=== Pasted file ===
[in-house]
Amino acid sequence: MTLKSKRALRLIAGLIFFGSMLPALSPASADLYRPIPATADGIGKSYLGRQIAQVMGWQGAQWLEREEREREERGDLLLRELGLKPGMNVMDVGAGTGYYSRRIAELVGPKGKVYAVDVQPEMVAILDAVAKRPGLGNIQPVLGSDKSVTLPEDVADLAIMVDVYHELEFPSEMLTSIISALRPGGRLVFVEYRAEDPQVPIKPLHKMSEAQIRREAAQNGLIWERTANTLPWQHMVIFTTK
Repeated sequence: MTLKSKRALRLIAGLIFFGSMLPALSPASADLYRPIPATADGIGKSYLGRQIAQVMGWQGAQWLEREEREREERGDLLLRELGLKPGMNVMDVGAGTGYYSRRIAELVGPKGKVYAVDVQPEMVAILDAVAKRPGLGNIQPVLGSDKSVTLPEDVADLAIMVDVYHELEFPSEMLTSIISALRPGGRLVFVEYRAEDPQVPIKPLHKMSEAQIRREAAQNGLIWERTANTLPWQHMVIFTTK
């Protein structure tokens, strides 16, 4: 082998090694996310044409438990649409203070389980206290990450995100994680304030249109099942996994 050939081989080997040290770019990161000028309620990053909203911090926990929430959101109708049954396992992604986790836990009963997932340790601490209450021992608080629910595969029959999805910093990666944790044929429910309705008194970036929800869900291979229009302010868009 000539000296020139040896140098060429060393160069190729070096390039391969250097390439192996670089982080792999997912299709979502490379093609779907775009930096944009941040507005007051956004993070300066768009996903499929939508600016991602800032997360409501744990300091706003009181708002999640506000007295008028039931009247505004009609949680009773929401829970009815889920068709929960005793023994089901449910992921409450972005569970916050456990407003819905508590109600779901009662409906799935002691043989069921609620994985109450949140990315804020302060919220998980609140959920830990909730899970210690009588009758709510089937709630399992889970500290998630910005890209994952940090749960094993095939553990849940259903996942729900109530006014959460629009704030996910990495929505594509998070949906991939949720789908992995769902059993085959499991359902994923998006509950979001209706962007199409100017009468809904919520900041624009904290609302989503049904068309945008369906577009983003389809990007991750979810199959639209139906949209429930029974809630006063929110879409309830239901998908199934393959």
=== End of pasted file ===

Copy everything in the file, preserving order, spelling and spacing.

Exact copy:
[in-house]
Amino acid sequence: MTLKSKRALRLIAGLIFFGSMLPALSPASADLYRPIPATADGIGKSYLGRQIAQVMGWQGAQWLEREEREREERGDLLLRELGLKPGMNVMDVGAGTGYYSRRIAELVGPKGKVYAVDVQPEMVAILDAVAKRPGLGNIQPVLGSDKSVTLPEDVADLAIMVDVYHELEFPSEMLTSIISALRPGGRLVFVEYRAEDPQVPIKPLHKMSEAQIRREAAQNGLIWERTANTLPWQHMVIFTTK
Repeated sequence: MTLKSKRALRLIAGLIFFGSMLPALSPASADLYRPIPATADGIGKSYLGRQIAQVMGWQGAQWLEREEREREERGDLLLRELGLKPGMNVMDVGAGTGYYSRRIAELVGPKGKVYAVDVQPEMVAILDAVAKRPGLGNIQPVLGSDKSVTLPEDVADLAIMVDVYHELEFPSEMLTSIISALRPGGRLVFVEYRAEDPQVPIKPLHKMSEAQIRREAAQNGLIWERTANTLPWQHMVIFTTK
């Protein structure tokens, strides 16, 4: 082998090694996310044409438990649409203070389980206290990450995100994680304030249109099942996994 050939081989080997040290770019990161000028309620990053909203911090926990929430959101109708049954396992992604986790836990009963997932340790601490209450021992608080629910595969029959999805910093990666944790044929429910309705008194970036929800869900291979229009302010868009 000539000296020139040896140098060429060393160069190729070096390039391969250097390439192996670089982080792999997912299709979502490379093609779907775009930096944009941040507005007051956004993070300066768009996903499929939508600016991602800032997360409501744990300091706003009181708002999640506000007295008028039931009247505004009609949680009773929401829970009815889920068709929960005793023994089901449910992921409450972005569970916050456990407003819905508590109600779901009662409906799935002691043989069921609620994985109450949140990315804020302060919220998980609140959920830990909730899970210690009588009758709510089937709630399992889970500290998630910005890209994952940090749960094993095939553990849940259903996942729900109530006014959460629009704030996910990495929505594509998070949906991939949720789908992995769902059993085959499991359902994923998006509950979001209706962007199409100017009468809904919520900041624009904290609302989503049904068309945008369906577009983003389809990007991750979810199959639209139906949209429930029974809630006063929110879409309830239901998908199934393959």